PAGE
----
should find it increasingly easier to close in on Taliban and
al-Qaeda hideouts. The U.S. will need to monitor the situation
closely and judge the merits of the pact based on whether it
results in fewer cross-border attacks into Afghanistan and
more information on Taliban/al-Qaeda activities and hiding places.
Washington needs to focus all of the tools and resources at its
disposal on dealing effectively with this troubled region.
Failure to do so will further destabilize Afghanistan and make
it easier for terrorists to plan and execute their next
Meeting: A Step in the Right Direction
recent tripartite meeting of Presidents George W. Bush, Hamid
Karzai, and Musharraf in Washington is a first step in defusing
tensions between the Afghan and Pakistani leaders resulting
from the increased Taliban attacks. It is now widely acknowledged
that the fate of Afghanistan is closely linked to Pakistan and the
policies that it pursues over the next several years. Therefore,
the U.S. needs to continue these high-level three-way meetings to
bring the countries into greater alignment and to build
economic and security linkages between their governments that will
make them increasingly interdependent and interested in their
mutual stability and security.
Administration is already moving in this direction with the pursuit
of reconstruction opportunity zones (ROZs) in the
Afghan-Pakistan border areas, which would allow products produced
in these remote areas to receive trade preferences in the U.S.
The U.S. Congress would need to pass legislation to implement the
ROZ program. The Bush Administration and the next U.S. Congress
should work together to fast-track implementation of the ROZs so
that Afghan and Pakistani leaders will immediately begin to benefit
from working cooperatively on peaceful trade-related
the tripartite meeting, Presidents Karzai and Musharraf also agreed
to establish tribal jirgas (gatherings) of Pashtun local leaders
from both sides of the border. President Karzai has commented that
he hopes the jirgas will provide assurances to both Islamabad and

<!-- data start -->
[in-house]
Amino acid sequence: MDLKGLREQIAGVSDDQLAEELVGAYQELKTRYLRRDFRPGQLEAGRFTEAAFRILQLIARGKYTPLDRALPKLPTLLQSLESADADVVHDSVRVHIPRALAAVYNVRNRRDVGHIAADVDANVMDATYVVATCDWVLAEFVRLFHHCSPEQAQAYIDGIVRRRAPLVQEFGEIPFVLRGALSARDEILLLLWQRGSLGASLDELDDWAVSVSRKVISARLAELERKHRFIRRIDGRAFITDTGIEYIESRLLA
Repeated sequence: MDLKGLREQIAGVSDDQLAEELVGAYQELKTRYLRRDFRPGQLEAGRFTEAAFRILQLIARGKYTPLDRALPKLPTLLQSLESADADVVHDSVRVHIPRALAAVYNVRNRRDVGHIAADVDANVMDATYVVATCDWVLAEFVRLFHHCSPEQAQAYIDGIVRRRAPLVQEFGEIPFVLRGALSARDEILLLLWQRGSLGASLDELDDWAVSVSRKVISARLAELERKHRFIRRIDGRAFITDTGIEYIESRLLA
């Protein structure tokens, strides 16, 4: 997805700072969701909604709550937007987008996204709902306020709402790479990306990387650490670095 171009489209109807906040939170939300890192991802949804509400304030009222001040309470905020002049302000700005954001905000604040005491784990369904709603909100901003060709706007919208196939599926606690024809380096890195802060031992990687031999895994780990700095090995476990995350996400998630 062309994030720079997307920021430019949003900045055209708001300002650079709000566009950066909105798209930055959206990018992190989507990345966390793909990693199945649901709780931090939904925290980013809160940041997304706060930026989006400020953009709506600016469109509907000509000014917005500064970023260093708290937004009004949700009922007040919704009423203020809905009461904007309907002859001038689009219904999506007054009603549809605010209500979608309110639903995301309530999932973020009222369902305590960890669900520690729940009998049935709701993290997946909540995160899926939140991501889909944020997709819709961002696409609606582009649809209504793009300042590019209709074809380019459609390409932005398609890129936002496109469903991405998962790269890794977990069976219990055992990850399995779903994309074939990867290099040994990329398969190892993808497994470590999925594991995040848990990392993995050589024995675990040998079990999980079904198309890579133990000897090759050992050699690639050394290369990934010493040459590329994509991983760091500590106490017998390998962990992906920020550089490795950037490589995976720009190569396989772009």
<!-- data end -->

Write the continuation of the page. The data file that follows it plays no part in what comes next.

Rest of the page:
Kabul that each country's peace and prosperity is good for the
Between Kashmiri Militancy and International Terrorism
between Pakistan-based Kashmiri militant groups and international
terrorist incidents further demonstrate the need for Islamabad to
adopt a zero-tolerance policy toward violent extremism. Reports
surfaced in mid-August that one of the prime suspects in the London
airliner bomb plot had family ties to Maulana Masood Azhar, the
leader of the Jaish-e-Mohammed (JEM), a radical Kashmiri terrorist
Indian security forces captured Azhar in Kashmir in the early 1990s
and then released him in 1999 during a hostage swap to free 155
passengers on a hijacked Indian plane that flew to Kandahar,
Afghanistan. The Indian government also released two other
suspected terrorists- British-born Omar Sheikh and Mushtaq Ahmed
Zargar-to end the hijacking crisis.
had apparently made an earlier unsuccessful attempt to free
Azhar by kidnapping five Western tourists, including American
citizen Donald Hutchings. One of the tourists was beheaded, and the
others were never found and are presumed dead. Pakistan officially
banned the JEM in 2002, but Azhar has never been formally charged
with a crime.
has also been linked to the kidnapping and brutal murder of Wall
Street Journal reporter Daniel Pearl in January 2002. Pearl's
kidnappers demanded the release of Pakistani prisoners from
Guantanamo Bay, an immediate end to the U.S. presence in Pakistan,
U.S. delivery of F-16 fighter jets to Pakistan, and the release of
Mullah Zaeef, the former Afghan ambassador of the Taliban regime to
Pakistan. Omar Sheikh later confessed to Pakistani authorities
that he masterminded Pearl's kidnapping. Sheikh was also
involved in the kidnappings of Westerners in India in 1994 that
were aimed at freeing Masood Azhar. In July 2002, Sheikh was
sentenced to death by an anti-terrorism court in Pakistan.
has roots in the Afghan war against the Soviets, and its
cadres trained at Taliban camps in the late 1990s. The JEM
(then called the Harakat-Ul-Mujahideen) reportedly suffered several
casualties during the U.S. strikes on terrorist training camps in
Afghanistan in 1998 in retaliation for al-Qaeda bombings of two
U.S. embassies in Africa.
Attacks Jeopardize Indo-Pakistani Talks
allegations of Pakistani involvement in the July 11 Mumbai train
blasts, which killed nearly 200 people, are severely straining
Pakistan-India relations. On September 30, the Mumbai
police commissioner told a news conference that the authorities had